A restaurant's menu is its engine – the leverage that encourages customers to visit and generates profits. No wonder then that a careful arrangement of this element is the key to effective marketing of any establishment, with or without stars. But what, in addition to fresh, tasty products, makes guests eager to return for more and willing to pay for it? An immersive emotional experience.
The catering theater takes it to the street
In recent years, in the best restaurants, a new standard of culinary experience has emerged, based on storytelling. The bar is definitely being raised, for example, by the Warsaw restaurant Bez Gwiazdek, where the boundary between gastronomy and theater fades. In the restaurant, the dishes are served by chef Robert Trzópek himself, who walks his guests through every serving. But there is one caveat: if the chef is not the center of attention, he will simply serve the meal in silence and withdraw.
However, to witness such a culinary storytelling show, you don't necessarily have to go bankrupt in Michelin-starred restaurants. During Easter in Greece or the summer season in San Sebastian, Spain, many restaurants grill meat straight on the curb, thus attracting potential guests. On the other hand, one place where you can learn more about your order is Krakow's Nu-Thai restaurant, Molam, which serves Thai food with a Bangkok nightlife vibe.
The magic of fine dining on the street
The race for the most creative and intriguing menu is the standard for fine dining restaurants. It is a common practice then that owners of "high-end" restaurants take advantage of the exclusivity of their brand, and the experience it promises, to expand their income potential. One of these is street food with a fine dining twist, which is thriving, especially in major cities. Chefs at New York's Rouge Tomate, a Michelin-starred restaurant, offer street food at the entrance to the Central Park Zoo. The titled Italians are not idle either. Cristina Bowerman and Mauro Uliassi of Rome's Glass Hostaria restaurant sell their snacks from a food truck "Uliassi Street Good Gang."
If you are interested in the power of psychology in gastronomy, we recommend the book "Gastrophysics" by Professor Charles Spence. He is a pioneer of gastrophysics as a field of human sensory research that combines psychology, neuroscience, and design. Spence shows how to experience new culinary sensations and get the most out of every meal by focusing not on what we eat, but primarily on what we are thinking about when eating.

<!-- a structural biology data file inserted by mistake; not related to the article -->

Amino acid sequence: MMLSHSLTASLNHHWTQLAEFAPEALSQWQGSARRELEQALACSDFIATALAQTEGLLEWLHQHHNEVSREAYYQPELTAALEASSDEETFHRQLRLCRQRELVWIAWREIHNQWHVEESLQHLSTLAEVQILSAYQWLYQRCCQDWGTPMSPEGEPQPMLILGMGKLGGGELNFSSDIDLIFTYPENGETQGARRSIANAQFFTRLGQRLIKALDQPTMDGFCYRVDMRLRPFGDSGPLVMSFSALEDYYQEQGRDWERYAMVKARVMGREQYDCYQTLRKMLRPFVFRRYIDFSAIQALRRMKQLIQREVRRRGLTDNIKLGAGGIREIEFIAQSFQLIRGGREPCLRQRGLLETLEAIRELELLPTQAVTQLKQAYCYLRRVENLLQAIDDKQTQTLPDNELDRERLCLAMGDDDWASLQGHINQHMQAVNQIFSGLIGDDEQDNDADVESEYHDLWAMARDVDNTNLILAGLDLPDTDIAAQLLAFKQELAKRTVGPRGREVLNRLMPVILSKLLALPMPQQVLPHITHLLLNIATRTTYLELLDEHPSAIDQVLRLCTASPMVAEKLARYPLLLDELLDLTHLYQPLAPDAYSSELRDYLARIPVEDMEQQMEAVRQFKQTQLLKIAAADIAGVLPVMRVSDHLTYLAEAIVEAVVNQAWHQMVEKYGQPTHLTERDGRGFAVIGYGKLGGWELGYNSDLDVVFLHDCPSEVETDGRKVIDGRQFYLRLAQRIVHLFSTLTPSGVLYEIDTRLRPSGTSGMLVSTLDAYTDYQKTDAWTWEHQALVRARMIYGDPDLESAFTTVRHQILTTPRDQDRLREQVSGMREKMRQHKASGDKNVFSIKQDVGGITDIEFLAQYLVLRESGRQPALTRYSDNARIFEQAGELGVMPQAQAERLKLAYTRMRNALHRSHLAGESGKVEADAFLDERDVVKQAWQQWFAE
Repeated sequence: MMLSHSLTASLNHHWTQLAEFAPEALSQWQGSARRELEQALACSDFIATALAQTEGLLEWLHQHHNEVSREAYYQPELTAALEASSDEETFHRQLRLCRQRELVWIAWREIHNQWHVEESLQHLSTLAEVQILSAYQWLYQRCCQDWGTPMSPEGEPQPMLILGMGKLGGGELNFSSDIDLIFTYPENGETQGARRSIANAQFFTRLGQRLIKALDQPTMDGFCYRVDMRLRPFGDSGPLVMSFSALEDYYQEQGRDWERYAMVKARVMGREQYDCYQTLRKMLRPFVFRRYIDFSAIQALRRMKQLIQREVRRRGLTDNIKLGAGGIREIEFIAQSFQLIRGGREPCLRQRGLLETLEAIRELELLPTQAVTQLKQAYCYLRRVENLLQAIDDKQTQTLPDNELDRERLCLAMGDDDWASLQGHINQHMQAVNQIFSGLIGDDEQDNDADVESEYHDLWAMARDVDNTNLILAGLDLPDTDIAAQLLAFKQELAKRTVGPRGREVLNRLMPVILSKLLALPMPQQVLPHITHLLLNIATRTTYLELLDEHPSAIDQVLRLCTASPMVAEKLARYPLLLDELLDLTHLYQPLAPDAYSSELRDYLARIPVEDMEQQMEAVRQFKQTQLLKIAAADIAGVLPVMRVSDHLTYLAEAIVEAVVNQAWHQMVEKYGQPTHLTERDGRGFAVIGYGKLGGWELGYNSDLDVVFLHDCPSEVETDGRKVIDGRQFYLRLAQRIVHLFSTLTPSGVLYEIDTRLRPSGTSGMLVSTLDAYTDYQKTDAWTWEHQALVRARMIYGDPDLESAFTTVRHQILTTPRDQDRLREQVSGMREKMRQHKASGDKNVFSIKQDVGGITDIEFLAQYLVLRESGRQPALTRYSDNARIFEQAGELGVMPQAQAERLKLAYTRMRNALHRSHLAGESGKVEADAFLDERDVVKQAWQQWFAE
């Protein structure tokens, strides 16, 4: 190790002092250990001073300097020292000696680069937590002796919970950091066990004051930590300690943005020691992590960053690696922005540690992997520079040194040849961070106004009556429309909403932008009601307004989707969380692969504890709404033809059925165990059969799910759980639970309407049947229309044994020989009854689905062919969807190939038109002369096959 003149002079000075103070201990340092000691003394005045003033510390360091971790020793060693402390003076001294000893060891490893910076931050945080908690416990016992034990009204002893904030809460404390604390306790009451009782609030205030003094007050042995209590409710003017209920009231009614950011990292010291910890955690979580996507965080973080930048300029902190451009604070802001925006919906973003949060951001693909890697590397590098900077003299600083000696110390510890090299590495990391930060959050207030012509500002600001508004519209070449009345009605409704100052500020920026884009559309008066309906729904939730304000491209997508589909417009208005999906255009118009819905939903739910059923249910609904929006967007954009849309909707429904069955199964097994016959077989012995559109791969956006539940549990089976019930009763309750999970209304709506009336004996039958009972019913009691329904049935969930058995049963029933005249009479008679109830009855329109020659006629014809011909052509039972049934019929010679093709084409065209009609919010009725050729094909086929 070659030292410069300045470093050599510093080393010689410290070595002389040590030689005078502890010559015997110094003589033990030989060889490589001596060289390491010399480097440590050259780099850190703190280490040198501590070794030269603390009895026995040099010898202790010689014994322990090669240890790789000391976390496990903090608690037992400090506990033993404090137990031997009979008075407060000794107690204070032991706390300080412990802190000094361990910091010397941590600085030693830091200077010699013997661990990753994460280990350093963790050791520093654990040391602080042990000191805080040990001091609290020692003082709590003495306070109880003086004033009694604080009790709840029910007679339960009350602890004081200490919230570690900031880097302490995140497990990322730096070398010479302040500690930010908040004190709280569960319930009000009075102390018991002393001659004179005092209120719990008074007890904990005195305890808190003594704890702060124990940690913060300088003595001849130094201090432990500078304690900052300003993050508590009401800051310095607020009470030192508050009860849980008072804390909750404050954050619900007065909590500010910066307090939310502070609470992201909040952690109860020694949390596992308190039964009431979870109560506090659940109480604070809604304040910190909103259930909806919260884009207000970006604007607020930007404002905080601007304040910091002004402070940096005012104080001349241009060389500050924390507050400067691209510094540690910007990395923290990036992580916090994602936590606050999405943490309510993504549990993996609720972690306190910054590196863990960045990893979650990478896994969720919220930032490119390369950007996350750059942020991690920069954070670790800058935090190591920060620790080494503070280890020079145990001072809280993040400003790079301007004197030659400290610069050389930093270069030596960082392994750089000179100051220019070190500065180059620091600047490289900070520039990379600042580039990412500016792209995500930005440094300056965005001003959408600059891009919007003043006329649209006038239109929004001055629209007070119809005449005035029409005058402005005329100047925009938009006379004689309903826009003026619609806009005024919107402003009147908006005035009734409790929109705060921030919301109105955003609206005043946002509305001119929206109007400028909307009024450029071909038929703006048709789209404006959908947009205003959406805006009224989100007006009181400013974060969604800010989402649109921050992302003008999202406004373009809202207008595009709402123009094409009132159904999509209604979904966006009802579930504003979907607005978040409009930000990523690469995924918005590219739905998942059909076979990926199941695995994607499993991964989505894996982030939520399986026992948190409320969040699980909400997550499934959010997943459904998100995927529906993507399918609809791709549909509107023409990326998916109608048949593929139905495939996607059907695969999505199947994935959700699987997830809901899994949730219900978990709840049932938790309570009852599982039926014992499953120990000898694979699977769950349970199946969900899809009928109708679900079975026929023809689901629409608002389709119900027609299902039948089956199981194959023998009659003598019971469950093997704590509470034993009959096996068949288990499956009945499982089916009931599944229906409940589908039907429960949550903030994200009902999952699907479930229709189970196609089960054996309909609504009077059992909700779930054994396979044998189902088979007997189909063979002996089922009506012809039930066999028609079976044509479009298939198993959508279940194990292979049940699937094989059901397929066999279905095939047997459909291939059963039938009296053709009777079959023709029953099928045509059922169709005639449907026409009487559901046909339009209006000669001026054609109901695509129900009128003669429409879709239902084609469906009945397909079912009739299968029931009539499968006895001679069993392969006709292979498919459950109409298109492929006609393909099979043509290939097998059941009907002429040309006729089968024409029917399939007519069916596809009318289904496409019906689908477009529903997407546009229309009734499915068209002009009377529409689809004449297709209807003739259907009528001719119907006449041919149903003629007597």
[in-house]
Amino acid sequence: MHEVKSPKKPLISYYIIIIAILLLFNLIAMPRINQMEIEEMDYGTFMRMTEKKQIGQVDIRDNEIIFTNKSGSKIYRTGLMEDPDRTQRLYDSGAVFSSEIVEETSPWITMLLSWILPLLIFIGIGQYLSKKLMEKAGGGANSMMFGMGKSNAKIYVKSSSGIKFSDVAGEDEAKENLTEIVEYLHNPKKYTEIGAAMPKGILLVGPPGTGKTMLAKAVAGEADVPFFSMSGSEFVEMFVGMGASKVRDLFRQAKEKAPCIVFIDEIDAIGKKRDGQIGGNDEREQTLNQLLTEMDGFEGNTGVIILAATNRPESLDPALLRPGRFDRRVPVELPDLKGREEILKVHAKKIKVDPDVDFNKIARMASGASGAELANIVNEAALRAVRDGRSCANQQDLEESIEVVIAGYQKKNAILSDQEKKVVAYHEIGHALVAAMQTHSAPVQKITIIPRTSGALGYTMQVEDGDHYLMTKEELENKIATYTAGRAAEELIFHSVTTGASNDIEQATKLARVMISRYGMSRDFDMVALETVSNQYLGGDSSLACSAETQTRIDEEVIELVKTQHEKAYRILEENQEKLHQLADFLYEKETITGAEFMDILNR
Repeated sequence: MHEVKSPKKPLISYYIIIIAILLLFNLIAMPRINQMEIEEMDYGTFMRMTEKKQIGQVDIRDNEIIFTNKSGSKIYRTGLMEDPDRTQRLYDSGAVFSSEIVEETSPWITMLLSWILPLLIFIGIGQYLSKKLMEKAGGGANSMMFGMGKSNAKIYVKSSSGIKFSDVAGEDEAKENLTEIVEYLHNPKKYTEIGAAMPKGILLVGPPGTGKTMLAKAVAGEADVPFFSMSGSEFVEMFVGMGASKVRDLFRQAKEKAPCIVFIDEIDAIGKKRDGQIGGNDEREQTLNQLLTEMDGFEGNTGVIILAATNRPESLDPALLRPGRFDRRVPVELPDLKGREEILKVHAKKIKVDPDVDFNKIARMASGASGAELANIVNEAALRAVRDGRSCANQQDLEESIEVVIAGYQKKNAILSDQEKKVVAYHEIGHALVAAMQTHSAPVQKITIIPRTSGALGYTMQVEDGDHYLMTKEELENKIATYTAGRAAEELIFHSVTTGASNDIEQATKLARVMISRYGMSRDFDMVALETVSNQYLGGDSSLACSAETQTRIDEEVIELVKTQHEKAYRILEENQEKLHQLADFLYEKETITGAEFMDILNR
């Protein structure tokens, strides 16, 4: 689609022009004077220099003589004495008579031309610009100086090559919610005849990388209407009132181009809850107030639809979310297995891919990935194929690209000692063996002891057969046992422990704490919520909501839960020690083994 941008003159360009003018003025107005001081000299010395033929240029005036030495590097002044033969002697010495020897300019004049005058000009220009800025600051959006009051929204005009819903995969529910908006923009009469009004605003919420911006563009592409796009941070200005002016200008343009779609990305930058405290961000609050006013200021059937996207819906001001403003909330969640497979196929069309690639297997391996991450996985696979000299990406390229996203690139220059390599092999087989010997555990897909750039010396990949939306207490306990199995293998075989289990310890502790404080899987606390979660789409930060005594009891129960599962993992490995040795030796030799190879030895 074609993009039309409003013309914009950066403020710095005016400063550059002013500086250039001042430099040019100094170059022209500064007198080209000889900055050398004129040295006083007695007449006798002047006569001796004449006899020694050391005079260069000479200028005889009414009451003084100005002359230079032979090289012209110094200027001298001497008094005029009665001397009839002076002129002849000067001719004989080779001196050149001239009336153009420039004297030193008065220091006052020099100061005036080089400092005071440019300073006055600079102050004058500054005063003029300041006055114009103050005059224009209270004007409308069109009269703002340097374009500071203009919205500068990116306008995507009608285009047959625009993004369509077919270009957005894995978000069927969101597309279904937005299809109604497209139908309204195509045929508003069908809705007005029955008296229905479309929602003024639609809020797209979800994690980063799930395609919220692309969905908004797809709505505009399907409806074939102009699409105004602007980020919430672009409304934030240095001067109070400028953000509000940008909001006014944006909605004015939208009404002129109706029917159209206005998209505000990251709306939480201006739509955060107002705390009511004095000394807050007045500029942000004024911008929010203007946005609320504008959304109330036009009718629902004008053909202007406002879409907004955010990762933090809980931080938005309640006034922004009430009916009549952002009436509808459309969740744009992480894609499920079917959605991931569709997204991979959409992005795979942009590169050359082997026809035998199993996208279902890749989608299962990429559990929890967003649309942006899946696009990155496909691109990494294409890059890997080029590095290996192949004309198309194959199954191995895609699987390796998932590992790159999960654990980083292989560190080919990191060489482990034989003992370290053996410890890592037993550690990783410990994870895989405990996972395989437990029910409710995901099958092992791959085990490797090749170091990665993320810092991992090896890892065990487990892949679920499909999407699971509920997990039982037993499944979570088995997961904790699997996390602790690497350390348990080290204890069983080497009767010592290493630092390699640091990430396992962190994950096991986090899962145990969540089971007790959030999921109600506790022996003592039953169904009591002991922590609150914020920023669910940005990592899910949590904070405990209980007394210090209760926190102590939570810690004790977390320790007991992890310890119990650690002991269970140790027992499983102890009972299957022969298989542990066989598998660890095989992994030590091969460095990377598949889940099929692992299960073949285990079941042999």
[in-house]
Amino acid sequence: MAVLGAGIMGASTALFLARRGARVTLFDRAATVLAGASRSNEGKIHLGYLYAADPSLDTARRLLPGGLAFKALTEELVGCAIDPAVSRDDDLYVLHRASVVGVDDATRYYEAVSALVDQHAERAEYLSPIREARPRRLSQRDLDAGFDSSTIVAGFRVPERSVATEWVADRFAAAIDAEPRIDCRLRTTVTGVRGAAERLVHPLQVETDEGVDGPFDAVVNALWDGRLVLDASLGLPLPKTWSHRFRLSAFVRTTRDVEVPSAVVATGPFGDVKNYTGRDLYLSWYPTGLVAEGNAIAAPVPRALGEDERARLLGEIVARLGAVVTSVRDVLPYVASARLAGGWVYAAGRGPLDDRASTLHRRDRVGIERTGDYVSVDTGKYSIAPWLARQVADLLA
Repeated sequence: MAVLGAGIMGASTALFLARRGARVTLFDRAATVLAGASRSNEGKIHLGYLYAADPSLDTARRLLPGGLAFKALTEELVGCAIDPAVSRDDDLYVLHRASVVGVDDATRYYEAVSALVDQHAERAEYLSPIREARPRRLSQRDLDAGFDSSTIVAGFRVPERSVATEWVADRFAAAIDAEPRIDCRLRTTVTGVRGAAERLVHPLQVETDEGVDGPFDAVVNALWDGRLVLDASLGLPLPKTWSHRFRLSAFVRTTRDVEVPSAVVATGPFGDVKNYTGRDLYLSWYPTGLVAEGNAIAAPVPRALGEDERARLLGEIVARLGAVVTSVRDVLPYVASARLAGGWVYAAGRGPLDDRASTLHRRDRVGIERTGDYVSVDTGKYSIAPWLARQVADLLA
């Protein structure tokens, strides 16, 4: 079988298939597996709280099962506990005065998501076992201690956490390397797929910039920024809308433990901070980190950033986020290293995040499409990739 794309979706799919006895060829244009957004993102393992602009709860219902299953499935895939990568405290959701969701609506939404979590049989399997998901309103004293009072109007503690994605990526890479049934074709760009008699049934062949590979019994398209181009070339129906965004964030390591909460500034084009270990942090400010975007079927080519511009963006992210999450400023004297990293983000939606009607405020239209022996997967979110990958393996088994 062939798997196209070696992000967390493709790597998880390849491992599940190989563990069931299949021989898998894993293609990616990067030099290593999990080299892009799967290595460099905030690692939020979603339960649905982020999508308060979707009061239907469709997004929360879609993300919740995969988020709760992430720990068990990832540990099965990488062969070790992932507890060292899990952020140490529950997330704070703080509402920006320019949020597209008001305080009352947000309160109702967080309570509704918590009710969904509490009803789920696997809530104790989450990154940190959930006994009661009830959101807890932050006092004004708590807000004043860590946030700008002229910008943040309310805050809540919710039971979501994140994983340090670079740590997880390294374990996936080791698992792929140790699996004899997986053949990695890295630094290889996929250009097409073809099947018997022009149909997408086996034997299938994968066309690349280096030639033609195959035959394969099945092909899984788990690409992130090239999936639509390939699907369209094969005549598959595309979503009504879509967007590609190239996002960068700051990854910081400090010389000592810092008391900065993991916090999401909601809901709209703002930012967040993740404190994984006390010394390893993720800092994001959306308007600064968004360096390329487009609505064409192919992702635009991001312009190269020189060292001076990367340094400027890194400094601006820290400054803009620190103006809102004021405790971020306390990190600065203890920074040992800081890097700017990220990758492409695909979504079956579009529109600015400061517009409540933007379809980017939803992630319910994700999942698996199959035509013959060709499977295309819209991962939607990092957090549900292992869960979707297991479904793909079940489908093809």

Seasonal menus: the magic behind “limited edition”
A seasonal menu is a good way to enhance a restaurant's cuisine thanks to one of the primary enticement mechanisms: an aura of exclusivity. Those who do not make it to the restaurant on time could never have the second chance to try the specials again. The slogan "limited edition" is especially attractive for regular guests, for whom the regular menu might have become old news.
Seasonal menu requires lots of planning, but the whiff of freshness and the pleasant surprise effect they bring in provide considerable – and free! – social media publicity. In addition, the restaurant can cut costs by sourcing products from local suppliers at a good price, which will attract more socially conscious guests.
3 x theme platters ideas
Platter Veggie delight
Veggie is booming! A delicious combo of Jalapeño snacks, Mozzarella fingers, Onion rings, Sweet corn bites with 3 delicious dips: hummus, muhammara and yogurt mayonnaise.
Platter Cheese madness
Cheddar, Mozzarella, Gouda cheese: this platter has it all. With delicious dips to top it off: mild coarse mustard, mango chutney and piccalilli.
All fun and play make the guest stay longer
If you want to stand out among the competition and encourage guests to stay longer, make sure that tapas are on your menu. According to an unwritten rule, these sets of tasty tidbits arranged on a board or plate should never be eaten alone. This attracts guests thirsty for interaction to the communal table and makes tapas bars loud and cheerful.
From a restaurateur's perspective, these seemingly inconspicuous menu items can turn out to be a real cash cow! Firstly, tapas boost the atmosphere of any catering business: they whet the appetite and stimulate conversation, which attracts more potential customers. Secondly, the informal atmosphere of tapas bars, with its invigorating environment, encourages revisits. Many tapas establishments enhance the guest experience with shows, such as bartending performances or live music. In the atmosphere of a tapas feast, guests find it much easier to share their impressions of the establishment on social media.
The philosophy of building a seasonal menu
A seasonal menu offers a number of advantages that you as a food professional should know about. We have found some great examples and give you some tips on how to go about it
5 ways to manage your food cost
Food cost is one of the biggest challenges facing restaurants today. With increasing pressure on revenue and rising costs of ingredients, it is essential for restaurant owners to take a proactive approach to managing their food costs. Here are some tips for keeping your food costs under control.